People often think of a beneficiary as someone who inherited a lot of money. However, as the term covers receiving assets from a wide variety of legal instruments, many people get confused.
A person can be a beneficiary of several different things, including a will, a trust or an insurance policy. Each legal instrument has its own rules that must be followed.
Recently, the Chicago Tribune published a list of things to consider about the different types of beneficiaries in an article titled "5 key considerations when naming beneficiaries."
The list includes:
Beneficiaries of a will have to wait for the probate process to run before they can receive their inheritances while trust beneficiaries do not.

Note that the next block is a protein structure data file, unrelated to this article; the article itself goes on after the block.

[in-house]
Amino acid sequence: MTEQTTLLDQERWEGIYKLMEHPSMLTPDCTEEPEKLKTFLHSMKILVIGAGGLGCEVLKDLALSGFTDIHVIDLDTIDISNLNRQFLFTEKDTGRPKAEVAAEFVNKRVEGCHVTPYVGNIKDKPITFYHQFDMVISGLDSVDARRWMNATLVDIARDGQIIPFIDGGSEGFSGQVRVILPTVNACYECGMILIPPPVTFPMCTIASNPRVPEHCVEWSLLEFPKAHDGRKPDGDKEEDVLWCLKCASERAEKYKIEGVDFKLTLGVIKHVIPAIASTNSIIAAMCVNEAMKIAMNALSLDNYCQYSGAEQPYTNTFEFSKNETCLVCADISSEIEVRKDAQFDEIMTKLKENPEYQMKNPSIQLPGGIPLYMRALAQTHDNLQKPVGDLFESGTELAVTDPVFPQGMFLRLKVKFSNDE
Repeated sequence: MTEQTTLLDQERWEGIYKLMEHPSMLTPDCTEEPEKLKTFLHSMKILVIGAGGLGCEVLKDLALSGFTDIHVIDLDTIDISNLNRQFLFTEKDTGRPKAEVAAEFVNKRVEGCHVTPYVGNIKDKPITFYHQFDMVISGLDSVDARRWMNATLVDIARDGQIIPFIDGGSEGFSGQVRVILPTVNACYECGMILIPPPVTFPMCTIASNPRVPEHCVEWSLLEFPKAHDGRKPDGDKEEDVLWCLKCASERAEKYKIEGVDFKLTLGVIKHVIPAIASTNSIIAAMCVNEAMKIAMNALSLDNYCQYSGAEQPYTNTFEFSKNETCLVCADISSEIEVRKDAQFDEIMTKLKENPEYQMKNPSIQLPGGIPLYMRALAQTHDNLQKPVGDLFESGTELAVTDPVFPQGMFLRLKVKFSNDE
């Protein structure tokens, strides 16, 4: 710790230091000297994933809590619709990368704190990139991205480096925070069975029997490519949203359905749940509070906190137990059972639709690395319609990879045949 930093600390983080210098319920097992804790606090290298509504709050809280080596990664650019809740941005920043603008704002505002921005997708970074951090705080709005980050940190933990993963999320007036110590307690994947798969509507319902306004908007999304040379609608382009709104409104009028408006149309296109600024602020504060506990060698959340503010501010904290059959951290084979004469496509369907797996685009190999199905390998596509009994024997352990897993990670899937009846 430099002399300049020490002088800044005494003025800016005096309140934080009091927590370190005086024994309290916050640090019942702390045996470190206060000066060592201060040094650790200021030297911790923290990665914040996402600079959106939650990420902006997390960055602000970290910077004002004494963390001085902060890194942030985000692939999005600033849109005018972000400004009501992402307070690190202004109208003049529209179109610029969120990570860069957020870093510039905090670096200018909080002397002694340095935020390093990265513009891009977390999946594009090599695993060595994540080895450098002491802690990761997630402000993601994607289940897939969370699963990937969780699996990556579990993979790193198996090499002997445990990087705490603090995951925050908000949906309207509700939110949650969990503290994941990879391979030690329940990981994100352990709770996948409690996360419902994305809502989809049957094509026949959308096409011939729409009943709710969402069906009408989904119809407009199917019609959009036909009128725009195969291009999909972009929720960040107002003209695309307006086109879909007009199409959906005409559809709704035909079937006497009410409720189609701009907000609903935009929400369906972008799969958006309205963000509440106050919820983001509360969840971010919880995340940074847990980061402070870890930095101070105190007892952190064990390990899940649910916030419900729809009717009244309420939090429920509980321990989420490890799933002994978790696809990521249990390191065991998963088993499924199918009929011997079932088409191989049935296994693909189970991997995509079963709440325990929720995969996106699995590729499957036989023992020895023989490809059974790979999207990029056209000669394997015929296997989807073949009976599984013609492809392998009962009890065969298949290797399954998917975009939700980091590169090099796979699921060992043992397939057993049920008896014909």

Life insurance and retirement policy beneficiaries receive the assets directly without having to go through the probate process or a trustee.
You should not ordinarily name a minor as the beneficiary of a life insurance policy. It is better to name a trust the beneficiary of the policy and the minor the beneficiary of that trust.
There can be tax consequences of naming different people as beneficiaries of your retirement policy.
Be careful when naming multiple people to be beneficiaries of a single instrument and make sure they all get the appropriate share.
If you have any questions, be sure to contact an experienced Cincinnati estate planning attorney who can guide you through the maze of requirements.
If you have any questions about any of the information contained in this blog, see the estate planning website of Cincinnati attorney, David H. Lefton, Barron Peck Bennie & Schlemmer, 3074 Madison Road, Cincinnati, Ohio 45209, or contact him at 513-399-PLAN (7526) or by email at firstname.lastname@example.org.
Reference: Chicago Tribune (April 5, 2015) "5 key considerations when naming beneficiaries."